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Power Smokers of Hollywood

David Shaw
From the Print Edition:
Rush Limbaugh, Spring 94

(continued from page 2)

"We had lunch one day in 1976 at Musso & Frank (a Hollywood landmark), and when Arnold lit up a cigar afterward, I made a pejorative comment about his nasty habits," Bookman recalls. "He asked if I'd ever smoked a cigar. I said no. He suggested I reserve my judgment until I tried one, and he insisted we make another lunch date right then. He said he wanted to go to a restaurant near the old Dunhill store in Beverly Hills, where he kept his cigars in a locker. He said he'd take me there after lunch and introduce me to my first cigar.

"He did--and I've been hooked ever since."

Like all the other movie machers interviewed for this story, Bookman smokes Cuban cigars--Punch, Montecristo No. 3, occasionally a Cohiba Exquisito on the way back to his office from lunch. ("It's the perfect size for a short walk.") On his birthday every year, Bookman enjoys a Romeo y Julieta Fabuloso.

Like virtually all cigar smokers everywhere, Bookman has problems finding a place to smoke in peace. He often goes to Le Dome restaurant in West Hollywood, where, if anyone complains, the owner, Eddie Kerkhofs, asks the complainer--not the smoker--to move. Or leave.

Bookman also smokes at home. "My wife has been remarkably understanding," he says. Andrew Bergman, the director of Honeymoon in Vegas, The Freshman and the forthcoming Cop Tips Waitress $2 Million, is similarly blessed. "My wife likes cigars," he says. "Her father was a cigar smoker."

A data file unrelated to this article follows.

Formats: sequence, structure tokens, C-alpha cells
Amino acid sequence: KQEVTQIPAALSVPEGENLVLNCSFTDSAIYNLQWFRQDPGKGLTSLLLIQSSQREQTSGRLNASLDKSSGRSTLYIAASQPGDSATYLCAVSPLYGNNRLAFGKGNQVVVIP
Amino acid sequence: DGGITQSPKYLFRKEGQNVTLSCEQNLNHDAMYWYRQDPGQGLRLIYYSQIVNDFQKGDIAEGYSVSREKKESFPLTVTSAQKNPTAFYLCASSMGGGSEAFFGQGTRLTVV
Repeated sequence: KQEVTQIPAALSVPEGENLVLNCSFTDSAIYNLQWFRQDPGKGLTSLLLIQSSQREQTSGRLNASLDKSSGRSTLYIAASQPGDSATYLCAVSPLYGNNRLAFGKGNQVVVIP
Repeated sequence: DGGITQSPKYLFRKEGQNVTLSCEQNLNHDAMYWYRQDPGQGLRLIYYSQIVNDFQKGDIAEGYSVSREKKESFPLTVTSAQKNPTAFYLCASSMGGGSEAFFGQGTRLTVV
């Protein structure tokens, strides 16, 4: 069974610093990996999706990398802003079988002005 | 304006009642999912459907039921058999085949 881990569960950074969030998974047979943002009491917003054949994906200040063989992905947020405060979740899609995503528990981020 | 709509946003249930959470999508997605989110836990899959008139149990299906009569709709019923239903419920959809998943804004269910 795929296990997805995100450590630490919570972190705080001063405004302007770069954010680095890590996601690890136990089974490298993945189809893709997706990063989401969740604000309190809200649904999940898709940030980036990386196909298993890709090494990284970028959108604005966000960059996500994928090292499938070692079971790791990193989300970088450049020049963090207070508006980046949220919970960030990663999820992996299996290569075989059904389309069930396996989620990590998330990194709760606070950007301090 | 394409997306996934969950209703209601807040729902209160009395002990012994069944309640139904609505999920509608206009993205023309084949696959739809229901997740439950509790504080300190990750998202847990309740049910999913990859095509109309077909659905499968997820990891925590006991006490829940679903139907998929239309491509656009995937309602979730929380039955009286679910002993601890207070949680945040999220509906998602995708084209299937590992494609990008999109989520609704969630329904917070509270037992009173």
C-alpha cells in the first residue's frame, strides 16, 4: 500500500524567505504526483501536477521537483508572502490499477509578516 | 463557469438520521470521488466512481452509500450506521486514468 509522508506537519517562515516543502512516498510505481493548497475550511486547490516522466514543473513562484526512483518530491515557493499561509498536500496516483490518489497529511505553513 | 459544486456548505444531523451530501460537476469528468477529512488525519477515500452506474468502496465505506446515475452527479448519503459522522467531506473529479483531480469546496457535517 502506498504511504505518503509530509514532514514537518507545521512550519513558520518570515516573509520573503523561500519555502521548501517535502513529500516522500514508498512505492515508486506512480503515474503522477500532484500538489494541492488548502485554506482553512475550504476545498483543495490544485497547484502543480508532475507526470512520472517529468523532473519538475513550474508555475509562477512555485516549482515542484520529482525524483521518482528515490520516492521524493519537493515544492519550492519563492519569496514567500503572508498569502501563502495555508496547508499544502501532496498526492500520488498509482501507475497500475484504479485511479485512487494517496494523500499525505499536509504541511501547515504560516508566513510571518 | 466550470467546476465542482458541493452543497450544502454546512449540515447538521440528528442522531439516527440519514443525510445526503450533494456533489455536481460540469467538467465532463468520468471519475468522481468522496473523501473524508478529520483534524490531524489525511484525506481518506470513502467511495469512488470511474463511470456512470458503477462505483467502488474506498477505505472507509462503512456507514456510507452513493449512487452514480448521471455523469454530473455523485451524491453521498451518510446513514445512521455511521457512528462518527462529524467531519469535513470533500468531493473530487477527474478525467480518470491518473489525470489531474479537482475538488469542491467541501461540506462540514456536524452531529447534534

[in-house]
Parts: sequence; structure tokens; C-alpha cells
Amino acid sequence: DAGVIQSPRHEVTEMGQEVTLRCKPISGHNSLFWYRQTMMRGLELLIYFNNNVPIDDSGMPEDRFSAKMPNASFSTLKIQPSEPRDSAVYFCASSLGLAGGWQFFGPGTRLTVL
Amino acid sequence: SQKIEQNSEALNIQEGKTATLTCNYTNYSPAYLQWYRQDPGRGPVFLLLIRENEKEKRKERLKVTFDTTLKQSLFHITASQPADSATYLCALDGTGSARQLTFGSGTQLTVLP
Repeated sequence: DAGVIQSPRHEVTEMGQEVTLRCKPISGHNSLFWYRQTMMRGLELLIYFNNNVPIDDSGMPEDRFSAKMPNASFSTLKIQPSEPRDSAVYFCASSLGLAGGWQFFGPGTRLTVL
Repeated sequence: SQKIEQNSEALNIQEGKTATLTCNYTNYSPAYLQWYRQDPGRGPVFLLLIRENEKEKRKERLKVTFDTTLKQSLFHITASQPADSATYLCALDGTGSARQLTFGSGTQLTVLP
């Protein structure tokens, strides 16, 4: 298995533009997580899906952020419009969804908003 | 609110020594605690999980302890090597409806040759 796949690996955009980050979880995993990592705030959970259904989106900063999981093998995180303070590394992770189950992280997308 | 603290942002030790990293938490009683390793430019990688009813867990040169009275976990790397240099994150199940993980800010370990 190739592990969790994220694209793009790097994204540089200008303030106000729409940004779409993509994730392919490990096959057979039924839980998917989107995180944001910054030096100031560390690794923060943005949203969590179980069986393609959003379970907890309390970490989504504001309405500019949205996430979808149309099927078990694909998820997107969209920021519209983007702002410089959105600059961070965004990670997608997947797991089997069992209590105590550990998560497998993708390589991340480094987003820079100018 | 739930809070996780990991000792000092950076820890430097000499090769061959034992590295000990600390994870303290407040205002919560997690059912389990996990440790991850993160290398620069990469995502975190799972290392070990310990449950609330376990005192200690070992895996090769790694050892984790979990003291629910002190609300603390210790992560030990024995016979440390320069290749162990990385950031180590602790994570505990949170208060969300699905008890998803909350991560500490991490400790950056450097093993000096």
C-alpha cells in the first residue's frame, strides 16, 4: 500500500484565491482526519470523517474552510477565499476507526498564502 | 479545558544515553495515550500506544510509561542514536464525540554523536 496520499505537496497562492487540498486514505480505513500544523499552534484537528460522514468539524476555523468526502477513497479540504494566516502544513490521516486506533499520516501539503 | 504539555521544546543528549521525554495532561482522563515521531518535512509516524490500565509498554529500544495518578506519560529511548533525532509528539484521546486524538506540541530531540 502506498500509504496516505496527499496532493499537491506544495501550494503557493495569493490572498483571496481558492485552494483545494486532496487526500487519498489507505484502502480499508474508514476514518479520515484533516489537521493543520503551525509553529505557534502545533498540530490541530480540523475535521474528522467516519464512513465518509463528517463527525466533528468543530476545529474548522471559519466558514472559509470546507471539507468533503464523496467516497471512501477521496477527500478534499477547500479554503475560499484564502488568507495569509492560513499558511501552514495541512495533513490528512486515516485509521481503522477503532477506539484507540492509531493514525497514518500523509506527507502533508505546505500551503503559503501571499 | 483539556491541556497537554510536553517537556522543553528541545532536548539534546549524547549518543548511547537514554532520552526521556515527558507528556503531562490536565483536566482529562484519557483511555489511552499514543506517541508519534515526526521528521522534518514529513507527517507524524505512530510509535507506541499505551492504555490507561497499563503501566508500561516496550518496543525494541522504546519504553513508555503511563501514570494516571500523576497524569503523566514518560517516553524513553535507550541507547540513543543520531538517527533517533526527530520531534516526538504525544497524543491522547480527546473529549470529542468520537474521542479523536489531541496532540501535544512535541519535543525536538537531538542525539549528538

Bergman, who began smoking Robert Burns Tiparillos as a 20-year-old college student in the early 1960s because "I saw my history teacher do it, and President Kennedy did it," had his favorite cigar-smoking experience in an airplane, of all places.

He and his producer/partner Mike Lobell were on an Alitalia flight to Venice about a dozen years ago, and they'd just had a "wonderful dinner and great espresso. It was like no airline meal I've ever had, before or since. It was so perfect, it just cried out for a cigar, so we asked the stewardess if there was any possible chance we could light one up. She said, "But of course." It was a once-in-a-lifetime experience. A real epiphany. And no one complained."

Now, Bergman says, not only can't he smoke on airplanes, he doesn't even try to smoke in restaurants anymore. "I can't deal with the hatred," he says. "I don't think the response would be as negative if you started vomiting in the restaurant."

When he was shooting The Freshman, Bergman says, he, Lobell and Ken Adam, the production designer, smoked so many cigars that they had to have a separate trailer. "No one else would stay in the same van with us. We had to communicate with everyone else by phone, van to van."

But when he's actually on the set, he has no such problems.

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